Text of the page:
Slamdance Strikes Its Claim At The Silvermine
Over the past seven years, Slamdance Film Festival has evolved from scruffy upstart, taking on Sundance, the eminence grise of Park City, with a DIY alternative in 1995, to a wiser, but still mischievous older brother, having spurred a bevy of alternaDances—Slumdance, NoDance, TromaDance, DigiDance, Slamdunk, et al—that have pitched their tents in the tony Utah resort town every January.
And for Peter Baxter, Slamdance’s founder and artistic director, that’s just fine. “Generally speaking, we’re very supportive of any film festivals in Park City or anywhere, for that matter, that are supporting new filmmakers in particular,” he says. “We came about as an organization in ’95 after one or two filmmakers had decided that they would bring their films to Park City by themselves. So we thought we’d do this as a collective and then it obviously turned into more than just one year and then into a film festival.”
“There are so many films being submitted to us, we cannot play them all,” he continues. “So we can help other film festivals with suggestions; we’re very supportive of that.”
Nicole Guillemet, co-director of the Sundance Film Festival, observes, “There’s two ways to look at it—one , programmatically, I think it’s always good to have other alternatives and options. There are so many different films out there that have no other places to be exhibited. What may be the only problem is that Park City is already bursting at the seams in terms of having the Sundance Film Festival there. And as you keep adding more festivals, it’s harder and harder to generate a welcoming environment for filmmakers and for film-goers; that’s my main concern.”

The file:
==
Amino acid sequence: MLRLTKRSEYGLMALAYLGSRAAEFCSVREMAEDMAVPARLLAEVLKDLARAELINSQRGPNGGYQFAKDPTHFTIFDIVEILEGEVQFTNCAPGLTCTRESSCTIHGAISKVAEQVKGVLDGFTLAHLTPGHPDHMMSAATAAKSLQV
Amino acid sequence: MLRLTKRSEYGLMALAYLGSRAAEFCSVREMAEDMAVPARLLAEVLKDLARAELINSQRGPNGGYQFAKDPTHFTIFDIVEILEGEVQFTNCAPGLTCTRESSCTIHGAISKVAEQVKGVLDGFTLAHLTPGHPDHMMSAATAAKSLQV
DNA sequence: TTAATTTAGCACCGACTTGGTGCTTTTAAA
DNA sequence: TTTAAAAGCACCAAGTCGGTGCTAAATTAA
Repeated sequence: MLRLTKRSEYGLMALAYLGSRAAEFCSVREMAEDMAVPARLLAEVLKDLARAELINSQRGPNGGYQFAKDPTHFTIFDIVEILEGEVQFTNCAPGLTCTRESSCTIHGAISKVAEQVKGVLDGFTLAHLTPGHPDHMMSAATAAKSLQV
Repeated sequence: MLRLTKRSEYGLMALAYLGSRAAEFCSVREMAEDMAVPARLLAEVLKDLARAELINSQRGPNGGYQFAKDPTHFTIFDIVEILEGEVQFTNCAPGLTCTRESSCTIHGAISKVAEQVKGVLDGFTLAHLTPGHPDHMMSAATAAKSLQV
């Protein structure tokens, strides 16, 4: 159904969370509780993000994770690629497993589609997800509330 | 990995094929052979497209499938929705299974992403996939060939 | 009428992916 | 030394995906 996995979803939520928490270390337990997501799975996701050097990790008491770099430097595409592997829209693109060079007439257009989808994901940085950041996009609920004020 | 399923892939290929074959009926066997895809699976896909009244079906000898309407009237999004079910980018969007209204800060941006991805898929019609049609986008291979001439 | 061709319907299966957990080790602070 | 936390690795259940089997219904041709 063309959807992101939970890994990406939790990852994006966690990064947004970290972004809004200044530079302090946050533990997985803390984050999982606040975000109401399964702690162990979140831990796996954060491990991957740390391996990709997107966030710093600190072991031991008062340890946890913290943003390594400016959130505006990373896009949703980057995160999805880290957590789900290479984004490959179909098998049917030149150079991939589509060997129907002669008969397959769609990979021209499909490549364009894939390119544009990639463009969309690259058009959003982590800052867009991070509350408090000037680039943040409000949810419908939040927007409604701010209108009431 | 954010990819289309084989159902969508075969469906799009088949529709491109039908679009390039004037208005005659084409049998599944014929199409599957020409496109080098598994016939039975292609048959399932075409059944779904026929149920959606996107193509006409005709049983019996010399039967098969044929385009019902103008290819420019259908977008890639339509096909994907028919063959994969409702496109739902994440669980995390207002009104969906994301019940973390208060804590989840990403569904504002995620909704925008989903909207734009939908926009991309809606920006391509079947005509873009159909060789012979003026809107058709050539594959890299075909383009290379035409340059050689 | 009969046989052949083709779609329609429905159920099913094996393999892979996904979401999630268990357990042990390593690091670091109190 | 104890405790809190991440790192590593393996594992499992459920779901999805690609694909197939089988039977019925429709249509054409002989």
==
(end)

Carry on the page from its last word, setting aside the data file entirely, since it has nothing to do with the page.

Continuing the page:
Indeed, Slamdance moved this year from its former digs on Main Street to the Silvermine, on the outskirts of Park City. “We had simply outgrown our venue at Treasure Mountain Inn,” Baxter says. “We had so many people who wanted to come and see the films and screenings that pretty much all of them in 2000 were sold out. So we thought we have to try to accommodate people who want to come and see the films. Actually, we’ve not had a very large film program—that’s important, because we have a very close relationship with the filmmakers; if we have too many films and filmmakers, we tend to lose touch with one another.”
The risk of moving farther afield—and farther from the ample transportation for Sundance—did eventually pay off. Opening night attracted thousands of patrons, and, with a sustained, grassroots marketing effort, filmmakers and film-goers alike flocked to the Silvermine and spent the day there. “People had seen the venue and were talking about it,” Baxter notes. “And we had many, many more come to Slamdance than any previous fest before. It was a really good start for us at the Silvermine, and I think the most important thing to say is that we really established our independence in Park City.”